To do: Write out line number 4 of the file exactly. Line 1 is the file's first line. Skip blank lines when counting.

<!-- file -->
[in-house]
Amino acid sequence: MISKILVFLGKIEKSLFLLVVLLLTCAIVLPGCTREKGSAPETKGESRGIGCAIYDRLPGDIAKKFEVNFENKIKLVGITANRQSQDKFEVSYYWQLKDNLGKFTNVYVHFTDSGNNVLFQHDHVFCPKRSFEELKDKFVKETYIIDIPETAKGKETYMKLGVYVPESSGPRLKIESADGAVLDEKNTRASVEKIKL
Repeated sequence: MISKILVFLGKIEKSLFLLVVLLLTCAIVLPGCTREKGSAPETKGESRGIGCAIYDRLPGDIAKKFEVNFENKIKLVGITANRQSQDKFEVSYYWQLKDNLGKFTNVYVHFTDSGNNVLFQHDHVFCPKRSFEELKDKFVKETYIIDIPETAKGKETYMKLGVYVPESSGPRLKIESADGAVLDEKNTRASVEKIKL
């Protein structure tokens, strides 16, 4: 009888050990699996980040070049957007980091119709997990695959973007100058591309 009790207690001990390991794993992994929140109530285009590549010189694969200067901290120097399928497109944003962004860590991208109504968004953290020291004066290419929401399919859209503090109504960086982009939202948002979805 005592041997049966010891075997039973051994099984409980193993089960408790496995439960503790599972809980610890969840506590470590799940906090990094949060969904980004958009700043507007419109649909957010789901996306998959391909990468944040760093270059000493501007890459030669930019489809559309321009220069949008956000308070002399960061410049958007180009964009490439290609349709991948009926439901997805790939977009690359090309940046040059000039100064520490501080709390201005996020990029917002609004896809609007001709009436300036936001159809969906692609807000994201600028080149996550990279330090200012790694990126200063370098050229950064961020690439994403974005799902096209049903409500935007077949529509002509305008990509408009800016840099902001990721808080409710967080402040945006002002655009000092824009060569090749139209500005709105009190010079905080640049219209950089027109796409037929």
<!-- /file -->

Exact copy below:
């Protein structure tokens, strides 16, 4: 009888050990699996980040070049957007980091119709997990695959973007100058591309 009790207690001990390991794993992994929140109530285009590549010189694969200067901290120097399928497109944003962004860590991208109504968004953290020291004066290419929401399919859209503090109504960086982009939202948002979805 005592041997049966010891075997039973051994099984409980193993089960408790496995439960503790599972809980610890969840506590470590799940906090990094949060969904980004958009700043507007419109649909957010789901996306998959391909990468944040760093270059000493501007890459030669930019489809559309321009220069949008956000308070002399960061410049958007180009964009490439290609349709991948009926439901997805790939977009690359090309940046040059000039100064520490501080709390201005996020990029917002609004896809609007001709009436300036936001159809969906692609807000994201600028080149996550990279330090200012790694990126200063370098050229950064961020690439994403974005799902096209049903409500935007077949529509002509305008990509408009800016840099902001990721808080409710967080402040945006002002655009000092824009060569090749139209500005709105009190010079905080640049219209950089027109796409037929």